Dematerialising LIC’s policies- It can have implications for small policy holders



Smt Nirmala Sitharaman

Union Finance Minister

Dear Smt Sitharaman,

I have come across a report today ( that the Insurance Regulatory Authority of India (IRDAI) has proposed to “dematerialise” all insurance policies, including life insurance policies. As a follow up measure, LIC seems to be considering to set up its own repository, in view of the large number of life policies that exist today and the volume of new life policies issued annually.

While digitising paper policies would certainly show the government and its agencies to be technically savvy, the idea in itself betrays the wide disconnect that exists between those in charge of governance and the majority of those who are at the receiving end.

The insurance regulator seems to ignore the fact that the majority of the life policies in India are those that belong to low-income households, located far and wide, in rural and remote areas, who are on the wrong side of the digital divide, which cuts across the economy today. Such policy holders have been able to insure their lives at affordable premiums, as a result of the relentless promotional effort put in by the Life Insurance Corporation (LIC) over more than sixty years of its existence. Many of those households will find it difficult either to dematerialise their policies or conduct day-to-day transactions in the demat mode. If the LIC were to make it mandatory for those households to demat their policies, they will be driven into the clutches of intermediaries, who will then have access to their personal data and who can also take undue advantage of their policies in one way or the other. Even if the LIC were to do some hand holding in their case, it would still exclude the majority of them from dematerialising their policies.

Already, the government and the LIC have pushed all those policyholders into a disadvantageous position by insisting on their creating demat accounts to be eligible for buying equity shares when the Corporation floated its IPO in May, 2022. As a result, most small policyholders, who constitute the bulk of LIC’s insurance business, were either deprived of an opportunity to become equity shareholders or were pushed into the waiting hands of brokers who took undue advantage as benami investors through the special window of opportunity offered to the policyholders. Apparently, the LIC could not reach out to them and provide the necessary hand-holding assistance, as a result of which, their interests suffered. As if such injustice was not enough, the LIC, actively prompted by your Ministry, diverted the policyholders’ funds into the account of the equity shareholders for no justifiable reason, not for benefitting its own policyholders who contributed to the phenomenal growth of the Corporation over the years, but only to allow speculative stock market investors to profiteer.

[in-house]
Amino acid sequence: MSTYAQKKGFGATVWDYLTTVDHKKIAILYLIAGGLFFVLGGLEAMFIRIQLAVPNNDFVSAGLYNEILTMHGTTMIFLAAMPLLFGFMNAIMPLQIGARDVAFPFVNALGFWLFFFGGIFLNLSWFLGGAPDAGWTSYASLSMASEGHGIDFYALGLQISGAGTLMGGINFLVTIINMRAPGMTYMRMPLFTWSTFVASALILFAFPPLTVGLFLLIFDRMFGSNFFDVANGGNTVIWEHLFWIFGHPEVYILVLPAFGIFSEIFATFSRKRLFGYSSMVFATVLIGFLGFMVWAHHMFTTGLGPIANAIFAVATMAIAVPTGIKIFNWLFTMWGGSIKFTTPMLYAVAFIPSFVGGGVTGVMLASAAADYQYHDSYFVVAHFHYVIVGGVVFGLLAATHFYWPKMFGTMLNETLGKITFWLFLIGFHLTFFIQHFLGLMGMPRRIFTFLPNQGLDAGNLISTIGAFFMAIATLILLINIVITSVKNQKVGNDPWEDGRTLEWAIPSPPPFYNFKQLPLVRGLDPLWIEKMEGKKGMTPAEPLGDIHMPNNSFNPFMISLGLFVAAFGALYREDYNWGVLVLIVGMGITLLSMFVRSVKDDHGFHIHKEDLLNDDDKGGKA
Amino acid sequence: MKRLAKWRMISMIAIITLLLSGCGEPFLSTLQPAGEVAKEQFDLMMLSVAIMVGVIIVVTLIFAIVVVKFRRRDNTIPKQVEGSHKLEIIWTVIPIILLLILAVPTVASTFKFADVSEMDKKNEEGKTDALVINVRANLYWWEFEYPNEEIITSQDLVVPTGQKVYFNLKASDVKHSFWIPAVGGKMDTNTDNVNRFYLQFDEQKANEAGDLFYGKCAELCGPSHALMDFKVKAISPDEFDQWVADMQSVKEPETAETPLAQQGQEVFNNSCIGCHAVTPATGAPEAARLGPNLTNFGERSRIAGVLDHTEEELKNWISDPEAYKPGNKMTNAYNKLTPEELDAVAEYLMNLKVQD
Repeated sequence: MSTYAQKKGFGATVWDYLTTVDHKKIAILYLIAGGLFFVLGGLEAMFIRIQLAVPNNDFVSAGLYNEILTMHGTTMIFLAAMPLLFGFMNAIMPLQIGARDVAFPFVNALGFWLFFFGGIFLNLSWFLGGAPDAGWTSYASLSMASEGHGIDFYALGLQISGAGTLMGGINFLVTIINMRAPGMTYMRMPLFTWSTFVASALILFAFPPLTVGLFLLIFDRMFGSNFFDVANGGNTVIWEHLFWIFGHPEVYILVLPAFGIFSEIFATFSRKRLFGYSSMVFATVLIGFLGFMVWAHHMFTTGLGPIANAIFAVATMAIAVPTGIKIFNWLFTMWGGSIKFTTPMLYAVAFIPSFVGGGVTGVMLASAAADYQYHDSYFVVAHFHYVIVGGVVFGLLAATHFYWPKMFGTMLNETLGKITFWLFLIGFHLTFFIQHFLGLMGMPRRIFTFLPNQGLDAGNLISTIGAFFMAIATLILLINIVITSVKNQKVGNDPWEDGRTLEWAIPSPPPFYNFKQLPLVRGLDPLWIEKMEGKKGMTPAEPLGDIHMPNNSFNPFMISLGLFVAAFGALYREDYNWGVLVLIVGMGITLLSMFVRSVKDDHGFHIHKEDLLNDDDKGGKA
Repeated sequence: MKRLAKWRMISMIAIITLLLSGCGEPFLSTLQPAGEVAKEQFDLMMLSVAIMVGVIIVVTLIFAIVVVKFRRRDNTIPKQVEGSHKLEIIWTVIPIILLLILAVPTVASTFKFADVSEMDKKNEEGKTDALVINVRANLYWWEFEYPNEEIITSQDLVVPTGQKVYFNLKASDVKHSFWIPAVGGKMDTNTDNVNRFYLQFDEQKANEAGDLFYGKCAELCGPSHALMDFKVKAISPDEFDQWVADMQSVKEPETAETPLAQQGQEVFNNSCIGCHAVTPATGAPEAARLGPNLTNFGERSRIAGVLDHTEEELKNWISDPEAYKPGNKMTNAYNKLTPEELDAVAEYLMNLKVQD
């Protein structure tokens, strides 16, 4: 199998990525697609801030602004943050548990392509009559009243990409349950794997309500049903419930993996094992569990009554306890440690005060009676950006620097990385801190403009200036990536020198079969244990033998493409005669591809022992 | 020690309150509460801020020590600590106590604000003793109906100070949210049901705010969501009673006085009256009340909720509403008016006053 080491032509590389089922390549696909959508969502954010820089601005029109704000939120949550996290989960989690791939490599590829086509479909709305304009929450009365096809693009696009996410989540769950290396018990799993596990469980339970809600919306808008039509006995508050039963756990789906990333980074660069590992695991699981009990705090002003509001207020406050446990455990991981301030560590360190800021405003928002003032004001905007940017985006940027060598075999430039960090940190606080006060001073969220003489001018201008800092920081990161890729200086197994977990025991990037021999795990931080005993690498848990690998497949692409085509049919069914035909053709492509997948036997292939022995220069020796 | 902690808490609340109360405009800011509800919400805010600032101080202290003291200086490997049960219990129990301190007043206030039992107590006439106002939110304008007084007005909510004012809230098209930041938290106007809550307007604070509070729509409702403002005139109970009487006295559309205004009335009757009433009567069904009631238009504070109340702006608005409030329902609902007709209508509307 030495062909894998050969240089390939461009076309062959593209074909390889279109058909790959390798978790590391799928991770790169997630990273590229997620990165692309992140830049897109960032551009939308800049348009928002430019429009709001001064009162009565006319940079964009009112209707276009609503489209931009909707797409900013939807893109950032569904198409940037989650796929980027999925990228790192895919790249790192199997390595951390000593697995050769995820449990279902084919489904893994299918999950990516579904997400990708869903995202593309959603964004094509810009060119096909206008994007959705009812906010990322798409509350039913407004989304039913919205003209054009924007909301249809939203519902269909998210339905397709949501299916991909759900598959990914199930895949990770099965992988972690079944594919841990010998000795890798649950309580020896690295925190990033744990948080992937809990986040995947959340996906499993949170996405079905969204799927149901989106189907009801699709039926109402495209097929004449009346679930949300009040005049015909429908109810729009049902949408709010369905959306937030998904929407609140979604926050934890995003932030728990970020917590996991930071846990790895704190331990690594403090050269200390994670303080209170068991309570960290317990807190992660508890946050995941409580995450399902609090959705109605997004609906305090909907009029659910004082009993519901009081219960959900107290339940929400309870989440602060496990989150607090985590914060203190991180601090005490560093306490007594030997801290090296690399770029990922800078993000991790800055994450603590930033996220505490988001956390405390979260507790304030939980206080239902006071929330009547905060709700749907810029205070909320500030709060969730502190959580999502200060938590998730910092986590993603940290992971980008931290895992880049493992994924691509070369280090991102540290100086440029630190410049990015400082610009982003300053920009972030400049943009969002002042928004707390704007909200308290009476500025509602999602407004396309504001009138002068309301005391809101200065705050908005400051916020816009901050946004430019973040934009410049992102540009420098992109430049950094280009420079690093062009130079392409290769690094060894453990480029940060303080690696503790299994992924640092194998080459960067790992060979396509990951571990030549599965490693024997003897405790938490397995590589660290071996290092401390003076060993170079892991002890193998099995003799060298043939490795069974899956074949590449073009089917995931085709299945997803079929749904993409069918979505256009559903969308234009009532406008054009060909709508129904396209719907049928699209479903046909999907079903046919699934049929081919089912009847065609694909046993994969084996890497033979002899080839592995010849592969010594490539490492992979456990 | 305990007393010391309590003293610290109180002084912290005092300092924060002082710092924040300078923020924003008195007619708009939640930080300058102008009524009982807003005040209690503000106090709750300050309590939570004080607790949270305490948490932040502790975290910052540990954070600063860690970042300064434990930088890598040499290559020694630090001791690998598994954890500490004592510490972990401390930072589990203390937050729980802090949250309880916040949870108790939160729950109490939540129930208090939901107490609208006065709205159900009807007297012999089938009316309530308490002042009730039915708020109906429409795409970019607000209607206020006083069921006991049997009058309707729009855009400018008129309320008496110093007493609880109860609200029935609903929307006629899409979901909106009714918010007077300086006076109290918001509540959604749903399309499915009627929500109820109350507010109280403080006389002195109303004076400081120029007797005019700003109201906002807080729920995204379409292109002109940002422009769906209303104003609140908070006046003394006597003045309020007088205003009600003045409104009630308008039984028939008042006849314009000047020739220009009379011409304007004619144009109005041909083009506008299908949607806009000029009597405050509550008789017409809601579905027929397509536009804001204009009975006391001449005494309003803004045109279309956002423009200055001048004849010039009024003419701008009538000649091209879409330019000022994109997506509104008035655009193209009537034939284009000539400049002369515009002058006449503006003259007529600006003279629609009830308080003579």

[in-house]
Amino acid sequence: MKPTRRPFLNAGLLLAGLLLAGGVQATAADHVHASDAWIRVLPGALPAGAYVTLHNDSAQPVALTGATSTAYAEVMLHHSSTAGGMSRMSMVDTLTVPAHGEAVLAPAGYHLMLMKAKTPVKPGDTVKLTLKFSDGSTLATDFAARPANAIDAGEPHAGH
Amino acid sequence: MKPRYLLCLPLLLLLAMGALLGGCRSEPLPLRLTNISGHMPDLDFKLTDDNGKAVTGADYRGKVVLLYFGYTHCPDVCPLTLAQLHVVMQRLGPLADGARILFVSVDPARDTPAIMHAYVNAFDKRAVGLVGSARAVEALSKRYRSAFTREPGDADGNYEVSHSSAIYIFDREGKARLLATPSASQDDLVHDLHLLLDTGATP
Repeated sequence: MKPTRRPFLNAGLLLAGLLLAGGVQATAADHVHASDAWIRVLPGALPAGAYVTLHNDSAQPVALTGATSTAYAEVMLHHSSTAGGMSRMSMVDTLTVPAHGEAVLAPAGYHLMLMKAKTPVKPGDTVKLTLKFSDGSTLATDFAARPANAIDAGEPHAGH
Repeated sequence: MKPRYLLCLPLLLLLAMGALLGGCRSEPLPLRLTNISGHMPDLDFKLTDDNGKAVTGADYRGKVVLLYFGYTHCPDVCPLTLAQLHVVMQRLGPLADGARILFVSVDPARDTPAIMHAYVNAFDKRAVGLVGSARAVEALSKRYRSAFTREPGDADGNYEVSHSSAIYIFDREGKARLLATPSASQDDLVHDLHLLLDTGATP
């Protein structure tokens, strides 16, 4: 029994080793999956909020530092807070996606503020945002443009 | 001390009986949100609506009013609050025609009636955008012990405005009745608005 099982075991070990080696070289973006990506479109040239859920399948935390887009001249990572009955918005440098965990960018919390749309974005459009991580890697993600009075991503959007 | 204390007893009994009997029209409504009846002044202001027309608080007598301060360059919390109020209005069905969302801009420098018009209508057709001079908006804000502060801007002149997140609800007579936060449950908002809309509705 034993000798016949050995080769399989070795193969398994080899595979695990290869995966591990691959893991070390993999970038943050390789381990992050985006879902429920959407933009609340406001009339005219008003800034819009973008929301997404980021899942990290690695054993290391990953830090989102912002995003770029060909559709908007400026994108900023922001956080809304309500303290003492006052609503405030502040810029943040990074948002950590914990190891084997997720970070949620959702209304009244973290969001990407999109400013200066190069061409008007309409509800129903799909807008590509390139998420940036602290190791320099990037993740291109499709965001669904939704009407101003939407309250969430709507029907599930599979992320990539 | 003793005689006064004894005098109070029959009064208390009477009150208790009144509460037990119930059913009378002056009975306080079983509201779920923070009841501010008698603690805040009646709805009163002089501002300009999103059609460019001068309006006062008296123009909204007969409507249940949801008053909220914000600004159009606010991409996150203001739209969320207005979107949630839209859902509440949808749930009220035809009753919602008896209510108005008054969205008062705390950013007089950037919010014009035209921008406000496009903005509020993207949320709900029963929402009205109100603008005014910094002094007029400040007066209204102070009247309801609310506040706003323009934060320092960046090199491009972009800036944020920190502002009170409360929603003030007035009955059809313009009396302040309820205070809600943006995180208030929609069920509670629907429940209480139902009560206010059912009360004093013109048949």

IRDAI’s latest diktat that insurance policies should be dematerialised may be viewed as a welcome reform measure by the big-ticket policy holders who can readily access the internet but it will adversely affect the interests of millions of small policyholders who constitute LIC’s lifeline. Such a step to demat the policies will adversely affect the interests of the LIC itself by affecting the majority of its policy holders. In the long run, it will force the LIC to move away from its statutory responsibility of providing the much needed social security cover for millions of disadvantaged households. This runs counter to the assurances given by the government to the Parliament, when LIC was set up in the first instance.

Apparently, the move in favour of dematerialising insurance policies is prompted more in the interest of a small segment of investors who speculate in the stock market than from the point of view of promoting the welfare of a large number of households whose hard earned savings have enabled the Corporation to grow into a leadership role in insurance business.

It is distressing to find the government blissfully ignoring the welfare obligation enjoined on it by the Directive Principles in the Constitution and adopting policies that run counter to them.

IRDAI’s Mission, as displayed prominently at its website, states that its aim is to “protect the interests of and secure fair treatment to policyholders”. Since the majority of the life insurers in India belong to the low-income sections of the society, IRDIA’s mission is to protect their interests and ensure that no injustice is meted out to them.

I suggest that the government and the insurance regulator keep this in view while laying down policies in the future.


Yours sincerely,

E A S Sarma

Former Secretary to Government of India



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